UVM College of Medicine students share their thoughts with peers, mentors, family, and friends. Everything from what inspired them to choose a career in medicine, to their first-year experience, to fourth year rotations – the personal and the professional.
Written by Dr. Tran Quang Khanh
I had a truly amazing time in the United States. I spent six months, from July to December 2015, in a training course specializing in cardiovascular diseases at Danbury Hospital in Connecticut. The program was comprehensive. I attended each morning and noon conference, daily teaching rounds, weekly grand rounds and EKG conferences. I learned a great deal from the attendings who shared interesting cases and their experience-based insights about the best clinical practice strategies.
Written by Matthew LeComte ’16
I heard a short lecture on a non-profit organization called Imaging the World (ITW), which is based at UVM. Dr. Kristen DeStigter, co-founder of the organization and interim chair of the Department of Radiology, outlined the organization’s mission: to provide access to high-quality ultrasound imaging in remote and underserved areas. In fact, they have been providing obstetrical imaging in parts of Uganda since 2012. But, how? Using low-cost, compact, rugged, portable ultrasound devices and existing cellular/internet connectivity, images are acquired in these remote or underserved areas and the data compressed and sent wirelessly to trained personnel in the U.S., who then interpret the images and communicate findings back to the field.
Written by Eric Schmidt ’18
I would consider myself a social butterfly; I love attending a wide variety of school and extracurricular functions. I also enjoy documenting and reflecting on my own experiences through journaling and creating computer photo albums. So when I started my first year at the University of Vermont College of Medicine and learned more about the class historian position, I felt like I had found the perfect outlet for my creativity and passion.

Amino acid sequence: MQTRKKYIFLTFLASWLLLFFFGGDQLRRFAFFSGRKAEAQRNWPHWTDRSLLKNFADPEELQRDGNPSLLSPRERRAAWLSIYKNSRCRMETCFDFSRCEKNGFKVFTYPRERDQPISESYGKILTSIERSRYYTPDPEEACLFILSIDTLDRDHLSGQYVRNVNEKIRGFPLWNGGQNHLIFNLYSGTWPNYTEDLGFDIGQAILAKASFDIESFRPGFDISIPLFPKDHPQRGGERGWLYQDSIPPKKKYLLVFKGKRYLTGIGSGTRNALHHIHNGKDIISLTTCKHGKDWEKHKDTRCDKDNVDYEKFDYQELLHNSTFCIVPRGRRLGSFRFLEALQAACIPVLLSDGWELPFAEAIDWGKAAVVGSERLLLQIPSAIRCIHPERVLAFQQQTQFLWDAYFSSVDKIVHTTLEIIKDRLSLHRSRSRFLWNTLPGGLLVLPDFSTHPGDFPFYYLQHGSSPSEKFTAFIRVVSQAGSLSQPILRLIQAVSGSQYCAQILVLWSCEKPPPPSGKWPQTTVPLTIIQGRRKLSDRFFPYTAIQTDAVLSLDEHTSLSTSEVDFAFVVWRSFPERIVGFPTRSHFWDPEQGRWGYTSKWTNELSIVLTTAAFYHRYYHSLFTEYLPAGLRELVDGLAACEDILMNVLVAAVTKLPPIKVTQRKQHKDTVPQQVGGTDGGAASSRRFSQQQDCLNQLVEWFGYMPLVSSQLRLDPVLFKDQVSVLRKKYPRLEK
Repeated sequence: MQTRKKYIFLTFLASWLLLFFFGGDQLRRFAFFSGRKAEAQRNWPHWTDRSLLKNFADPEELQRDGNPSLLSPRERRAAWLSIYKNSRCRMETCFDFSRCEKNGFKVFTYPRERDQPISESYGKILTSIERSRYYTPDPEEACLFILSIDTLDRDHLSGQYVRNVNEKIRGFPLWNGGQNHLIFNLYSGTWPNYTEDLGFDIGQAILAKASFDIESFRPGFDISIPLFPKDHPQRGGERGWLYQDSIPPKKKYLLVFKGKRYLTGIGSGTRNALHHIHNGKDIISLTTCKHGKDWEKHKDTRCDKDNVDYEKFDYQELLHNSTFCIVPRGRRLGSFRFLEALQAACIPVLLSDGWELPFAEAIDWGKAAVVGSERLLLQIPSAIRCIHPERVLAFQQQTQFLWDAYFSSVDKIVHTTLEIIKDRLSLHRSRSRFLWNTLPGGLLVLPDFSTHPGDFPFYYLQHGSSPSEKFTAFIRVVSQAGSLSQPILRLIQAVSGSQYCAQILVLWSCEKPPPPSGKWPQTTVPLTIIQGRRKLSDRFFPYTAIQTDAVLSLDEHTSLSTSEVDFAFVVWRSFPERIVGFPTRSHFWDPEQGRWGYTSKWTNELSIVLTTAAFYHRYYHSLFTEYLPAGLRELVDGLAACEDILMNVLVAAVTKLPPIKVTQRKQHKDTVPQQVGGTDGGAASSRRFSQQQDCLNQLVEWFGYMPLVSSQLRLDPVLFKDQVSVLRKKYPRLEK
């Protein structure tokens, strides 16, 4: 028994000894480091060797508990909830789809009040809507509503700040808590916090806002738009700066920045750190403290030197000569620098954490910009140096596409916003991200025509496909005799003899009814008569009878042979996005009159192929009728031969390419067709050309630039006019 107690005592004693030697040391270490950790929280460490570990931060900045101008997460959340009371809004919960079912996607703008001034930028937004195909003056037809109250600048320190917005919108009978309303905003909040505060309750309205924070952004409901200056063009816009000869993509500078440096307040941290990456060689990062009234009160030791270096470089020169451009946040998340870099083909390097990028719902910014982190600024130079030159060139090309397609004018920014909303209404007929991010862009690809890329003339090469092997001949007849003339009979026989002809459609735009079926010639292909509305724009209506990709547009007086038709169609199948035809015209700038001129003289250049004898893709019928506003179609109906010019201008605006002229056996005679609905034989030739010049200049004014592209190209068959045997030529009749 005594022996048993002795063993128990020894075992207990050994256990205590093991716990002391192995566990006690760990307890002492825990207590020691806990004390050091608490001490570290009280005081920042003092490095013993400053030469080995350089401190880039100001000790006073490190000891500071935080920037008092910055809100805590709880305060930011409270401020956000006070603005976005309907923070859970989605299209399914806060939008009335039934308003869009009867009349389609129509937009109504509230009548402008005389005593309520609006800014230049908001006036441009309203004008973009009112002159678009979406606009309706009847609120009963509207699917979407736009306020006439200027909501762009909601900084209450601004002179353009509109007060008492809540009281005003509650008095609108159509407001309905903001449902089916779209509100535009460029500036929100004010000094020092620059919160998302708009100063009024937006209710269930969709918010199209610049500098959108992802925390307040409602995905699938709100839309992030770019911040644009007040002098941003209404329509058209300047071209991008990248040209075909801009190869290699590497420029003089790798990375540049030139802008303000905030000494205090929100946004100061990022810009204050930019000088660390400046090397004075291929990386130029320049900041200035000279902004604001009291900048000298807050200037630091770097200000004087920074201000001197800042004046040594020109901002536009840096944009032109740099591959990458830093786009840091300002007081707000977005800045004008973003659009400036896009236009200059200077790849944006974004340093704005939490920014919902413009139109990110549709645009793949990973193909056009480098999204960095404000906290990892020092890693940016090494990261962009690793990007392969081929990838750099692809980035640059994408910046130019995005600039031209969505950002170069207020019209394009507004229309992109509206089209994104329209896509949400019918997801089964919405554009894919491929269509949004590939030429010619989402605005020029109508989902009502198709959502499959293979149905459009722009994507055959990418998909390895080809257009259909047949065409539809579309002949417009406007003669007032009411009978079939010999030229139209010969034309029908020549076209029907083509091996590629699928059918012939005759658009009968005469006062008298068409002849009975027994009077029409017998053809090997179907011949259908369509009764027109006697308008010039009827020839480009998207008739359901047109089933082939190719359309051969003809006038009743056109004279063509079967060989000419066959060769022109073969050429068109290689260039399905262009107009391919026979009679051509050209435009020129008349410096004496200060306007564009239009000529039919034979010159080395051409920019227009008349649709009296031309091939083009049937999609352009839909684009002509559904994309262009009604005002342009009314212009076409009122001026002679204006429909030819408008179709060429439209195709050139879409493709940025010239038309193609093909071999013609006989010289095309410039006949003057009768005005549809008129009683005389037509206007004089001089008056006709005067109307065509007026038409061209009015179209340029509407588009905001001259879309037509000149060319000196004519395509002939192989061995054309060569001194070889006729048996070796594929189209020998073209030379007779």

Written by Lisa Belisle, M.D.’96
It has been a year since I sat in an Old Port restaurant, surrounded by my sisters and mother, and told my three kids I had breast cancer. It had been my intention to break the news to my children with family nearby, so that no matter the outcome of my illness, they would not feel alone. There is no easy way to tell your children you have cancer. The way I chose was no better than any other. There was shock and there were tears. My mother, using words we mothers often use, said, “It’s going to be OK.” My sisters reached across the table and touched my children in sympathy. My sister-in-law, a relative newcomer to the family, sat quietly, trying not to intrude upon our pain.
Written by Asaad Traina ’17
Last week I had the privilege of speaking about advance directives from a medical student’s perspective at a press conference held by Rep. Peter Welch (D-VT). Rep. Welch is proposing a bipartisan piece of legislation that would provide a $75 incentive for Medicare patients who complete an advance directive (AD). Even in my very limited clinical experience, I have seen the devastating effects of not having an advance directive.
Written by Shannon Brady ’18
My first year of medical school ended on a Friday, and by Saturday I was on a plane flying over 7,000 miles across the world. After a year of feeling mentally drained from studying and the constant flood of e-mails and appointment reminders that comes with medical school, I was entering a month of virtually no electricity, running water or connection to the outside world. I was on my way to meet meet up with my cohort of around 35 medical students (including a nursing student and occupational therapy student) and six attending physicians in Chandigarh, India, for a Spiti Valley, Himalayan Health Exchange (HHE) expedition.
Written by Molly Markowitz ’18
The results are in from the 2015 spring, summer, and fall tick season and the tick-borne disease, Anaplasmosis, is on the rise in Vermont. Many people may not be familiar with this emerging disease. I will answer some frequently asked questions. The first two cases of locally-acquired Anaplasmosis in Vermont were reported in 2010. According to the Vermont Department of Health, there has been a significant increase in the number of cases over the past five years.